Let Bank Owned Property Listing Grow, Law Professor Says

by Simon Lindsay on Foreclosures

Let your bank owned property listing grow if you are underwater and your bank refuses to modify your loan, according to Brent White, a law professor at the University of Arizona and author of an Arizona Legal Studies report on underwater mortgages, deliberate foreclosure and the housing crisis.

In his report, White advised distressed homeowners to deliberately default on their home loans if they are underwater and they are facing serious financial difficulties. He said that they should look after their own interest and not the interest of big banks since banks also had a big role in the foreclosure crisis.

White told homeowners to save the hundreds of thousands in dollars they are throwing into homes that will not rise in value in the next several years. He even advised them to make preparations before deliberately defaulting, such as buying a new house or a new car.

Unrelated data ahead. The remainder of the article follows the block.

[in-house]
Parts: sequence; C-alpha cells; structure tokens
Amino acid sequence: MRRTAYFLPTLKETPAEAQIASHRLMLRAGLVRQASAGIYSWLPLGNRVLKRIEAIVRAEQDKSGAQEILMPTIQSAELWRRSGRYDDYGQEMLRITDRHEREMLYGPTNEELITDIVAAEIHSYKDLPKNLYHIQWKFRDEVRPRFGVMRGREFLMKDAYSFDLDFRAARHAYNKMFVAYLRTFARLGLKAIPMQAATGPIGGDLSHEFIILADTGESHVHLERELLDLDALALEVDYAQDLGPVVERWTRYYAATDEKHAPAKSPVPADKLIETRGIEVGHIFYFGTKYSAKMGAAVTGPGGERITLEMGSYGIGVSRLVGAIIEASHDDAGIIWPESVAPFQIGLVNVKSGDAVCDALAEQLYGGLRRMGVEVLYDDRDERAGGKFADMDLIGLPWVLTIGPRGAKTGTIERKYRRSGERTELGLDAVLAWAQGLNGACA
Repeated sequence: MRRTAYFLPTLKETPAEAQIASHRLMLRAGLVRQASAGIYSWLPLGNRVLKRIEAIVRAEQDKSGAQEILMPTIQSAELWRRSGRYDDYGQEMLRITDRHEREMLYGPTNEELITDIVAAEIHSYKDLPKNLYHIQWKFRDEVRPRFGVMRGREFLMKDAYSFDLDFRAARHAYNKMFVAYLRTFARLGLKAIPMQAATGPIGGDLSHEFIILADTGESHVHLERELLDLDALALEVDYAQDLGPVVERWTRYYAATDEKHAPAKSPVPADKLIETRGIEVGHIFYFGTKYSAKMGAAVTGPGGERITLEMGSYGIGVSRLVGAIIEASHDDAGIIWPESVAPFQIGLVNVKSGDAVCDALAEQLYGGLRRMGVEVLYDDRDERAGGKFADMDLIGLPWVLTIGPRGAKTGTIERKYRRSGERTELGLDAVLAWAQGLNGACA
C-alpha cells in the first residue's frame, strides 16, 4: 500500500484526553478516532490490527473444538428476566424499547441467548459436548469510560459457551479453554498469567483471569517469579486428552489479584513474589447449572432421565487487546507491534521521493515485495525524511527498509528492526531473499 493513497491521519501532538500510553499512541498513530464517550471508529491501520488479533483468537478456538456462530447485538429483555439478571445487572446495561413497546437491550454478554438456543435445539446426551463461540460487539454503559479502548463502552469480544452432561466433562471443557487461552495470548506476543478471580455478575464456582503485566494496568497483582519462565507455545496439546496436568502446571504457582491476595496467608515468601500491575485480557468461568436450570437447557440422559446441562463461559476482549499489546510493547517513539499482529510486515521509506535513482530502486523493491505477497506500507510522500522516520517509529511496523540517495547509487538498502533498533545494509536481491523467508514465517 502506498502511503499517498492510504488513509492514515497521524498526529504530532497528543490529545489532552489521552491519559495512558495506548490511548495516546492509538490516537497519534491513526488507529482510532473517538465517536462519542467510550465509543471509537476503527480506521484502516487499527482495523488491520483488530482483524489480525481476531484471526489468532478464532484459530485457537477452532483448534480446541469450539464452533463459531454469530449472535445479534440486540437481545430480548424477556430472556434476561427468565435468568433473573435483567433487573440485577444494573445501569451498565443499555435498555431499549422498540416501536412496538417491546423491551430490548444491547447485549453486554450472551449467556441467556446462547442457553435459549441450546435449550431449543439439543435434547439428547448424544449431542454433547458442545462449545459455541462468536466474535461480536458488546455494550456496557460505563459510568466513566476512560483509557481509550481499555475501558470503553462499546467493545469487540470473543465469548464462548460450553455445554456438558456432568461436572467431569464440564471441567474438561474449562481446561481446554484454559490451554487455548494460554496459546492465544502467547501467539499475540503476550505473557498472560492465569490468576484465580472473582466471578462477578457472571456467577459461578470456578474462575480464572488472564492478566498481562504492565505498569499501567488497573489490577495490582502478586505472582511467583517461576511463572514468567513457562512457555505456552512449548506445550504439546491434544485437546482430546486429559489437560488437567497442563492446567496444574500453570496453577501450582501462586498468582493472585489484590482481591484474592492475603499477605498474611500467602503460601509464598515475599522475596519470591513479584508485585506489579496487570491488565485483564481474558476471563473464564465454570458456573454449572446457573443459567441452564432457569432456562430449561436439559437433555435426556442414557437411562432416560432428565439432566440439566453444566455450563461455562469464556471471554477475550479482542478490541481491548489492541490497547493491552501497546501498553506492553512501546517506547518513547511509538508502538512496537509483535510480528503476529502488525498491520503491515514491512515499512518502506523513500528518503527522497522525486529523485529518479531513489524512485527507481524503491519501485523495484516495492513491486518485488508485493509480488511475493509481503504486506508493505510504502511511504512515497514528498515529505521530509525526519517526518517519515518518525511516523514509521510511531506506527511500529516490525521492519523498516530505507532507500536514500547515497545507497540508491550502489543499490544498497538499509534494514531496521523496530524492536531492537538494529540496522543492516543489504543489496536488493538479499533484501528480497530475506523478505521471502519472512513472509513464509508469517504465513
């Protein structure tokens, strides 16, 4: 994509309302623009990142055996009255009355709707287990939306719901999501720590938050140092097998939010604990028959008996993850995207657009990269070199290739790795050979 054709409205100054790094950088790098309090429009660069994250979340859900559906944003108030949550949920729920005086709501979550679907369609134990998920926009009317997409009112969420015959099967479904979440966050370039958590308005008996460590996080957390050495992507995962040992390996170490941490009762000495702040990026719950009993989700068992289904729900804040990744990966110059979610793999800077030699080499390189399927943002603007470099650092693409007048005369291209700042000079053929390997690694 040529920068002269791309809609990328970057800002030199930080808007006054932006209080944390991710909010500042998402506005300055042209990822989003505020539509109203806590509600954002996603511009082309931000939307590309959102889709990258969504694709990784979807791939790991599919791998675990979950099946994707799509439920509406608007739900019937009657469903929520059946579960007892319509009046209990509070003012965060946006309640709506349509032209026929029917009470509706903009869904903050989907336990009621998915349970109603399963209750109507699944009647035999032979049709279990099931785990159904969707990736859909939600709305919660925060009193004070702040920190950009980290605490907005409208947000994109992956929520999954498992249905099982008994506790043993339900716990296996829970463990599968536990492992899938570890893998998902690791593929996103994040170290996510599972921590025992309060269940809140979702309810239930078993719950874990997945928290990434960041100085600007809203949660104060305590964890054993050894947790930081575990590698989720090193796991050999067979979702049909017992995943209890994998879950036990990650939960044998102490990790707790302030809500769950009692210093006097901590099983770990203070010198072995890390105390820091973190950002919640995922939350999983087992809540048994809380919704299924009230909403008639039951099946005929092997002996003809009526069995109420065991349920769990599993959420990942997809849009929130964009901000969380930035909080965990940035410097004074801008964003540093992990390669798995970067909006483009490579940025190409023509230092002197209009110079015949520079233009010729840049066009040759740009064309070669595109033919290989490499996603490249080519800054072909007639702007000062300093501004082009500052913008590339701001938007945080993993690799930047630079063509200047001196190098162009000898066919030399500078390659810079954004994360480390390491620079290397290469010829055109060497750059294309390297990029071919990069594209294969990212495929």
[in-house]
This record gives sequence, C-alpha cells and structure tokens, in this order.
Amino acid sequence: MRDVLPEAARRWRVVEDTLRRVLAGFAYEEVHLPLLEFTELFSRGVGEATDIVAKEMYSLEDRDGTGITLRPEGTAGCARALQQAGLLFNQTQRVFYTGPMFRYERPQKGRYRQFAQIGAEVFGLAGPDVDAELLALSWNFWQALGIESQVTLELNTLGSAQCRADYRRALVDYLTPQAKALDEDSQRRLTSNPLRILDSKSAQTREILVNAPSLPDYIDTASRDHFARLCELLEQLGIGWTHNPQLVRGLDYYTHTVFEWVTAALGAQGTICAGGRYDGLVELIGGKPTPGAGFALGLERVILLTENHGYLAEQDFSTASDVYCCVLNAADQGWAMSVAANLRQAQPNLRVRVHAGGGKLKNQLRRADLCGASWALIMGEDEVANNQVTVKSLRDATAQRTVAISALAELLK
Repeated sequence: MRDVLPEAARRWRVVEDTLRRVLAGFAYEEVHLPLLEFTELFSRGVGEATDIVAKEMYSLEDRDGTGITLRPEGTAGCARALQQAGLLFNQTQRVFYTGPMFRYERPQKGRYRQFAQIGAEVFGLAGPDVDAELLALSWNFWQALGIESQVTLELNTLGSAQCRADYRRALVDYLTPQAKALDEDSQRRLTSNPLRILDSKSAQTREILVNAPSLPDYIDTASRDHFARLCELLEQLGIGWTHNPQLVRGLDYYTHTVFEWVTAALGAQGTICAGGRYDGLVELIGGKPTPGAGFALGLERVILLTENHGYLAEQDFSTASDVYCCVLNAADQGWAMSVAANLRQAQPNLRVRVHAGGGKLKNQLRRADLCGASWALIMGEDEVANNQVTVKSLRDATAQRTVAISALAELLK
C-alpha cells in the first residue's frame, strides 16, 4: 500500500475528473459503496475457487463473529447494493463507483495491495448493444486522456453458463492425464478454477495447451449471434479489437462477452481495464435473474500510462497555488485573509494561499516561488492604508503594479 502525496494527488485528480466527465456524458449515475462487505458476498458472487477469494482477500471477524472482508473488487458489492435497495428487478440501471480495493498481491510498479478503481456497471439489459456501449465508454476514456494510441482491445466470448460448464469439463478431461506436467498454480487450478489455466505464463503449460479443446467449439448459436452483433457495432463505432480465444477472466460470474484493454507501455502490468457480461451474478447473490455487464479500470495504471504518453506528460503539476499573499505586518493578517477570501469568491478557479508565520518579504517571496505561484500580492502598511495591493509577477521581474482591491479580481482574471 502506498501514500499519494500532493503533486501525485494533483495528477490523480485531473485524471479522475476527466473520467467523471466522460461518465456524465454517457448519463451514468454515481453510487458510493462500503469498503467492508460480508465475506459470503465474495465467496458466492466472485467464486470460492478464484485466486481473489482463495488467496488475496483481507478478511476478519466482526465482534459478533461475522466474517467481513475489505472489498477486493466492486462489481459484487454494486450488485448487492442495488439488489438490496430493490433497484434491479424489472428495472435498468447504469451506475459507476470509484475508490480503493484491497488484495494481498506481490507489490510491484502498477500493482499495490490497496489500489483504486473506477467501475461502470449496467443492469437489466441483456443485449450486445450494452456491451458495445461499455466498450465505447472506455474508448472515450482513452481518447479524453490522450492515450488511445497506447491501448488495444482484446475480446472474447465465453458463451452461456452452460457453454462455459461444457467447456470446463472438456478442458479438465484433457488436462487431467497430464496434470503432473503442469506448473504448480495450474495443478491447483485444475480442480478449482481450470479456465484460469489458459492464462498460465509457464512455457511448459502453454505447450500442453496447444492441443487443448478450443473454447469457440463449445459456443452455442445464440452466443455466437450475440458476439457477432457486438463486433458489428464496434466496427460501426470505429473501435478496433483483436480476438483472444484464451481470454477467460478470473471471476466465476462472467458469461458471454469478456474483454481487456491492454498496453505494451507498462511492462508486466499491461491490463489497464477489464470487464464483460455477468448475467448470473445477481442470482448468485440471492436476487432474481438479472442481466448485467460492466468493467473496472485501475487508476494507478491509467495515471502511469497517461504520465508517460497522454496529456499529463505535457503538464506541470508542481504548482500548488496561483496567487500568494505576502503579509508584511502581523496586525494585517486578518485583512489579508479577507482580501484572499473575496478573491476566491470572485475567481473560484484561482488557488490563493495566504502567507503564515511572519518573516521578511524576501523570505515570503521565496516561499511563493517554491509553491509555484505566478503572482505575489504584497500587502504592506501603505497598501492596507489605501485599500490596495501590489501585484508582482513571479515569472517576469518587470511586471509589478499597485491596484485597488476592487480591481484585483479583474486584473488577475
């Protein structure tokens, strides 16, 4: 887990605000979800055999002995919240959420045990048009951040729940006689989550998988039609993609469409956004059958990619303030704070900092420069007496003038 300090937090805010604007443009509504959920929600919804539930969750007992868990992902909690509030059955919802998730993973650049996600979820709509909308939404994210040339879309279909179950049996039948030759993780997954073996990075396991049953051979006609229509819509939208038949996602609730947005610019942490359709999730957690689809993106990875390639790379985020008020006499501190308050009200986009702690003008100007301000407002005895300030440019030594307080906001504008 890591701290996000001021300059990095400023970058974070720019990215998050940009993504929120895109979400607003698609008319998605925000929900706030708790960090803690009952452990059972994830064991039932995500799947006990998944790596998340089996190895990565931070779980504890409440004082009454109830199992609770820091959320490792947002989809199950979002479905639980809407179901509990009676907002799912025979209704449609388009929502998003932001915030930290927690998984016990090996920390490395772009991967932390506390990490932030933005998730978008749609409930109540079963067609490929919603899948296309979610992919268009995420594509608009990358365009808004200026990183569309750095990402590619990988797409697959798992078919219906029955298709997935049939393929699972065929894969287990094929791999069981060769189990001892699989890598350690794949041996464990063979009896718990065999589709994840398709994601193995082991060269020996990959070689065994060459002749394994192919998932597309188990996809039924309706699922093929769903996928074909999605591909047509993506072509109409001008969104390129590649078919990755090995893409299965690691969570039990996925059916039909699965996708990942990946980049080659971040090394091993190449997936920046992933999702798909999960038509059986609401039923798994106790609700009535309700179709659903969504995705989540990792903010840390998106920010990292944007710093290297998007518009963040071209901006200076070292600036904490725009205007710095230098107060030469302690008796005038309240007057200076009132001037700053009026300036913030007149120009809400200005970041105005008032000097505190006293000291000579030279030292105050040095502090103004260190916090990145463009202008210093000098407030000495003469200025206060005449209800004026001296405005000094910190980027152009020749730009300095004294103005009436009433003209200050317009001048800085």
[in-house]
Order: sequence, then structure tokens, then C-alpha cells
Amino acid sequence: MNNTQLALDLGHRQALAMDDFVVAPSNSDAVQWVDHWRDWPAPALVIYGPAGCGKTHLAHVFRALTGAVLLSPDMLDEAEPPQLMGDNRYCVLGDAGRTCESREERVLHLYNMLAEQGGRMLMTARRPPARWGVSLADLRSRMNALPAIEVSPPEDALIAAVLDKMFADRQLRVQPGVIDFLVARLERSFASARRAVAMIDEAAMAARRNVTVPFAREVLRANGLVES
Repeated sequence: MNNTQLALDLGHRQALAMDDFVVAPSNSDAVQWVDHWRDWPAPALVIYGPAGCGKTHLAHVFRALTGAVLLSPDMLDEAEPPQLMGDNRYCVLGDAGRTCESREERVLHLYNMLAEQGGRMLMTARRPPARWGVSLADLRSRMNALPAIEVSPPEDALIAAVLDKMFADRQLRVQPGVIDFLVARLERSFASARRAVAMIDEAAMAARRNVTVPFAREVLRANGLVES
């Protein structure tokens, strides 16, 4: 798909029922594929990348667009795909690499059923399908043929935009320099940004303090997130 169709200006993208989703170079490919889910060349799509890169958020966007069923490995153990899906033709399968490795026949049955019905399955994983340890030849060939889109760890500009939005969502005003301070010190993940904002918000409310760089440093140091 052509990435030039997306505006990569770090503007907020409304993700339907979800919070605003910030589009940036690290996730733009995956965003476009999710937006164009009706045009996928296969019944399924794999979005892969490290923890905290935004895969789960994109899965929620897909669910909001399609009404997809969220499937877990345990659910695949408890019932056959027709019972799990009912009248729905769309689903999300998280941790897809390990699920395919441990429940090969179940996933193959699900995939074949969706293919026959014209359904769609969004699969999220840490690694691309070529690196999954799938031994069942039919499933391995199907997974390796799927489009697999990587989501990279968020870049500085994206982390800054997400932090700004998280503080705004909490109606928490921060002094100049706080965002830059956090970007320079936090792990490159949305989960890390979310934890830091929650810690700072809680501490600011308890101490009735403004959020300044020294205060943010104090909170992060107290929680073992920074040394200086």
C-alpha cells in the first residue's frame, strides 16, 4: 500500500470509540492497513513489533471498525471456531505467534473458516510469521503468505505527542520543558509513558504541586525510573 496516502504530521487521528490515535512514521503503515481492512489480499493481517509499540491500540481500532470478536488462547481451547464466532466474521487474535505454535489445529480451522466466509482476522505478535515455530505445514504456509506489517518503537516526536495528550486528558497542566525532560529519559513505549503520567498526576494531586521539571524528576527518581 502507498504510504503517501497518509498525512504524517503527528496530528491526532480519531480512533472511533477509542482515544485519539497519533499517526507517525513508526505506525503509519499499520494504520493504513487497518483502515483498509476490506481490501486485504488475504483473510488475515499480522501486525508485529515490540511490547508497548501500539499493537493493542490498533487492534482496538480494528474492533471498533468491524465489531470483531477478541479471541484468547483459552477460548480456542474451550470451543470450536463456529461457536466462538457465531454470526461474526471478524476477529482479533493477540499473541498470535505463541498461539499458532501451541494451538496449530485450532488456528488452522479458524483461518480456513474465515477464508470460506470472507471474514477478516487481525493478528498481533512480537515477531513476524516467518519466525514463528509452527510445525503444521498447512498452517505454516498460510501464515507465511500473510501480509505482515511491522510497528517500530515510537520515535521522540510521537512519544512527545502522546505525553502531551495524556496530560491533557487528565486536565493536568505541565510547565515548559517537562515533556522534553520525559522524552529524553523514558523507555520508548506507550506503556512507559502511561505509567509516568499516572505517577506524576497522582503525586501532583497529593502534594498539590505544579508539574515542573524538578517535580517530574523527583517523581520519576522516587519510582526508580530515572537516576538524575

White explained that deliberate defaulters should not feel guilty or feel ashamed about walking away from home loan contracts and they should not think that deliberately defaulting is morally wrong. He stated that banks, government officials and the media are the ones propagating the idea that deliberately adding one’s home into a bank owned property listing is morally wrong because it serves their ends.

White reiterated that the lender-borrower relationship is inherently imbalanced and inclined in favor of the lender, making the morality argument unfair to borrowers. He said that mortgage lenders set their own lending rules during the boom years, enticing borrowers with low or zero down payments, low initial monthly payments, inflated appraisals and no income documentation.

If lenders adhered to the morality argument, White argued, they should have modified loans, reduced principal debts and lowered monthly payments when real estate values fell.

White said that if distressed homeowners strategically default in large numbers, the mortgage imbalance will be addressed.

In addition to discussing the morality argument, White also said that deliberate defaulters should not worry about not being able to make major loans in the next several years because of their mortgage defaults. White said that defaulters can borrow again after just a few years as long as they continue paying their other consumer debts.

As expected, mortgage lenders and government housing officials disputed White’s statements. They said that the act of advising troubled homeowners to deliberately default and drive their homes to bank owned property listing is irresponsible.